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View Full Version : Hydraulic starter on GM Detroit diesel?



Timleech
09-26-2012, 08:48 AM
I have to go & look at a pumping set tomorrow, which I think has a 3-cyl series 71 or similar 2-stroke diesel.
The starter is a hydraulic motor which fits in the place of an electric starter motor, run from a hand pump and reservoir, probably with a gas spring. Apparently this starter has jammed in some way, the system is pressurised but it won't work.
I'm not at all familiar with this type, anyone here ever met them & have any tips?

Thanks

Tim

BigJohnT
09-26-2012, 09:15 AM
I can remember pumping the hell out of them then tripping the start lever, which sometimes was pretty hard to do and if you pumped enough it would spin over. Does the start lever seem to work?

John

MrFluffy
09-26-2012, 09:20 AM
No experience, but I had a browse round at the mention of hydraulic starters wondering if it'd be a viable alternative for my dragbike (it wont, too heavy and extra fluids etc) and found this site, the layout at the bottom suggests the symptoms could be a result of a non functioning control valve :-

http://hydraulicspneumatics.com/other-technologies/hydraulic-starter-delivers-high-torque

Willy
09-26-2012, 12:35 PM
Sorry Tim no direct experience with hydraulic starters, lots with air air starters but that's no help here.

Here are some links though that may give you some insight into the system, one is a video.

http://constructioncranes.tpub.com/TM-5-3810-293-14-P-3/TM-5-3810-293-14-P-30045.htm

http://www.youtube.com/watch?v=jEo7ySCIjJ4

Can you relieve the system pressure in order to diagnose the "jam", in order to see if perhaps it is a physical blockage in the hydraulic system or the starter motor itself?

Black_Moons
09-26-2012, 12:38 PM
MrFluffy: Hmmm, Drag bike you say?
Well, a few thoughts come to mind.

First off, you got a nice pool of 'Not so hydraulic' OIL siting in your motor that might be usable.. probley ruin the seals though. Sure wouldn't hurt to have high oil pressure during startup though.

Other thoughts are if its a drag bike, can you have external systems? Two quick connects to an external powerpack... of course, then you might as well make a physical quick coupler and have the whole hydraulic starter removable.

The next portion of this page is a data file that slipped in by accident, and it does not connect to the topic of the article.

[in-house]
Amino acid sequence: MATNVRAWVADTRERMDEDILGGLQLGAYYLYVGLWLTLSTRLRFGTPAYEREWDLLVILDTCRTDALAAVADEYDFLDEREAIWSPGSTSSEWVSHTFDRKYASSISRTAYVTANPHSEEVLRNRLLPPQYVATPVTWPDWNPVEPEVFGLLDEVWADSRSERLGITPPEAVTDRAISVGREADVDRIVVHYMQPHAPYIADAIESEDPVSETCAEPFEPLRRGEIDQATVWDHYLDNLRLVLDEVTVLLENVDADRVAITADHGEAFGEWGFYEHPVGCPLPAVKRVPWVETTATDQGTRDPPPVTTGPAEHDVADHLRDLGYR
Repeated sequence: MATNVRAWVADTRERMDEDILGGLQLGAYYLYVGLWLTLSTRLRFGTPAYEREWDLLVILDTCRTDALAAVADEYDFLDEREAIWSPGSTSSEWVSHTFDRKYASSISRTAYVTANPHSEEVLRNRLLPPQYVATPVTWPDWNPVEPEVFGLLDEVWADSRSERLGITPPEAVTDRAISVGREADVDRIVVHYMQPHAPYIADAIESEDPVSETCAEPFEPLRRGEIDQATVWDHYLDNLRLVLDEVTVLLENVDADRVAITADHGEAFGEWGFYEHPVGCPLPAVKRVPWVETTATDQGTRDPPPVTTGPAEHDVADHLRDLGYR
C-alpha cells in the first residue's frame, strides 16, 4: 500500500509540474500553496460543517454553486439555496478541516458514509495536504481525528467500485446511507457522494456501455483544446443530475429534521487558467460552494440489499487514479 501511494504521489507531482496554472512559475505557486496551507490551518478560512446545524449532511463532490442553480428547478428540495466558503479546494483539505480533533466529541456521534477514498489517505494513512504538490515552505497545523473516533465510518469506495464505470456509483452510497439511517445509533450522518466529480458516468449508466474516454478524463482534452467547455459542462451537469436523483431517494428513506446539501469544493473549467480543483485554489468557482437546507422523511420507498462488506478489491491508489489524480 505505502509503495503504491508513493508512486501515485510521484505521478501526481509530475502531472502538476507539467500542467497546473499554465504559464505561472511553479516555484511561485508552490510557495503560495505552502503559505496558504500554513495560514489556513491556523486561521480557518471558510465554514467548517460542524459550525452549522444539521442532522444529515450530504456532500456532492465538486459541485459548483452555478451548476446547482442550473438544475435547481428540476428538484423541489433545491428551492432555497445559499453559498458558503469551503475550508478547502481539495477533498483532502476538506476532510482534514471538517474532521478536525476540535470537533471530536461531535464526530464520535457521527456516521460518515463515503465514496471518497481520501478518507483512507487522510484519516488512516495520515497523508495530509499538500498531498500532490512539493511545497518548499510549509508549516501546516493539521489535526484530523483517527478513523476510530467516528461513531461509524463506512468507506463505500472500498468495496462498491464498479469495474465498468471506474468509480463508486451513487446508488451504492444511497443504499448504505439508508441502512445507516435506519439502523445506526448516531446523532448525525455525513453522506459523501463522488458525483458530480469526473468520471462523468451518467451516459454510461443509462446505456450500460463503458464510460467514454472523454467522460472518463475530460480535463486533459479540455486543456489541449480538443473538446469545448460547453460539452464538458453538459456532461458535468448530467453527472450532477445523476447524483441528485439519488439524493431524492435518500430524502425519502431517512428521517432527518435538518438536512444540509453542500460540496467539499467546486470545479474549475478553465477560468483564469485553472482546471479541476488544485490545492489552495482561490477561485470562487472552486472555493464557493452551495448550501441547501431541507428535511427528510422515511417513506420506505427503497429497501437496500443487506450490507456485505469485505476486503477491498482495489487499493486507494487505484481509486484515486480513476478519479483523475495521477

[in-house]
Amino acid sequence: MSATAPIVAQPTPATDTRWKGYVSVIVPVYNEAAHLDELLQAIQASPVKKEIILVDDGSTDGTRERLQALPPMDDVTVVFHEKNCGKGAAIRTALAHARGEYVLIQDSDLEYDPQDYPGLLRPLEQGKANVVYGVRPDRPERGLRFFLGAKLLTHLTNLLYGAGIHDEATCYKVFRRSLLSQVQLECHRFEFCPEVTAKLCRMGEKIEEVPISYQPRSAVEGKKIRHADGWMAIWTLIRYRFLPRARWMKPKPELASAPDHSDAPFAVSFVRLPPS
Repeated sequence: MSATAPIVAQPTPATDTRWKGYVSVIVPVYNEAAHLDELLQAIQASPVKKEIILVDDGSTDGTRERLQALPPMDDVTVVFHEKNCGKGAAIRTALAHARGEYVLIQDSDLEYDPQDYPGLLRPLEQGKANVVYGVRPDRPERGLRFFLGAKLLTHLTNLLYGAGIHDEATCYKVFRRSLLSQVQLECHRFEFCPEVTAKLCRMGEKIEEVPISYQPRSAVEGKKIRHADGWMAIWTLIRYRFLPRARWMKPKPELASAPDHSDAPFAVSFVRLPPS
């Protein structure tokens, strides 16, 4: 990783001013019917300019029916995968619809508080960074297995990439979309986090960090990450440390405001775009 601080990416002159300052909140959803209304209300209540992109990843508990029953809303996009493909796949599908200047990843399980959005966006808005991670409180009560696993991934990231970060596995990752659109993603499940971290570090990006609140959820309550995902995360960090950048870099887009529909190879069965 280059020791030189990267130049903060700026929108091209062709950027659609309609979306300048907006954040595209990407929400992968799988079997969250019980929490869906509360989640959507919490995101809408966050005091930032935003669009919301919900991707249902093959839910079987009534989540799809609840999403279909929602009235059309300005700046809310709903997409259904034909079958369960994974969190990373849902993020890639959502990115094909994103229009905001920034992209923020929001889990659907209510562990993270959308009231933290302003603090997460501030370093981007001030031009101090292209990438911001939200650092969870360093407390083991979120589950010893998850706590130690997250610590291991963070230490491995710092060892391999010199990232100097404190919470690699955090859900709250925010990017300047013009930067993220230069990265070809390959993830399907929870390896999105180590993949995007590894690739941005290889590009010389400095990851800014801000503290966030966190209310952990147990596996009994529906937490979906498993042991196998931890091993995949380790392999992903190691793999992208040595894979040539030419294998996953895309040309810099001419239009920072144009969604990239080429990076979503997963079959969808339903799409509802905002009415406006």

J Harp
09-26-2012, 02:05 PM
I know from experience that pumping one up by hand will give you a sure enough workout. I used to help unload barges with that pumping system. Sometimes the pressure built by the engine pump would have leaked off, two or three of us would have to take turns on the hand pump to get enough pressure to start the engine.

Black_Moons
09-26-2012, 02:31 PM
J harp: Small (chainsaw? lawnmower?) motor + hydraulic pump = Easy starts? :)

Timleech
09-26-2012, 04:07 PM
I'm very familiar with the Berger 'Handraulic' starter which does the same job but rather differently. They use a pair of opposed cylinders with racks working on the end of the engine crankshaft.

http://www.atlanticdiesel.com/emergency-starting.htm

I've never dealt with a hydraulic motor starter though.

Tim

J Harp
09-26-2012, 11:49 PM
Black_Moons; Wouldn't want to use those on a barge load of gasoline, "kaboom" chance too high.

oldtiffie
09-27-2012, 02:40 AM
I have to go & look at a pumping set tomorrow, which I think has a 3-cyl series 71 or similar 2-stroke diesel.
The starter is a hydraulic motor which fits in the place of an electric starter motor, run from a hand pump and reservoir, probably with a gas spring. Apparently this starter has jammed in some way, the system is pressurised but it won't work.
I'm not at all familiar with this type, anyone here ever met them & have any tips?

Thanks

Tim

Tim,

the "air cylinder spring" will probably be a cylinder with pressurised air on one side of a/the diaphram and oil on the other - an "accumulator".

If the diaphram is not perished or holed and if the shraeder vavle is OK and if the hydraulics are OK, why not use a petrol-driven compressor to re-charge the accumulator and see how it goes.

Timleech
09-27-2012, 02:18 PM
Tim,

the "air cylinder spring" will probably be a cylinder with pressurised air on one side of a/the diaphram and oil on the other - an "accumulator".

If the diaphram is not perished or holed and if the shraeder vavle is OK and if the hydraulics are OK, why not use a petrol-driven compressor to re-charge the accumulator and see how it goes.

Tiff

My original post refers to the motor not functioning, not a lack of pressure.

The system works at up of 2000 psi,I'd be surprised if a Schrader valve would cope with that. The Berger type has a Nitrogen-filled gas spring, but they work at over 4000 psi. I don't know what the accumulator consists of in this case, it is substantially bigger than the Berger type but superficially similar external construction.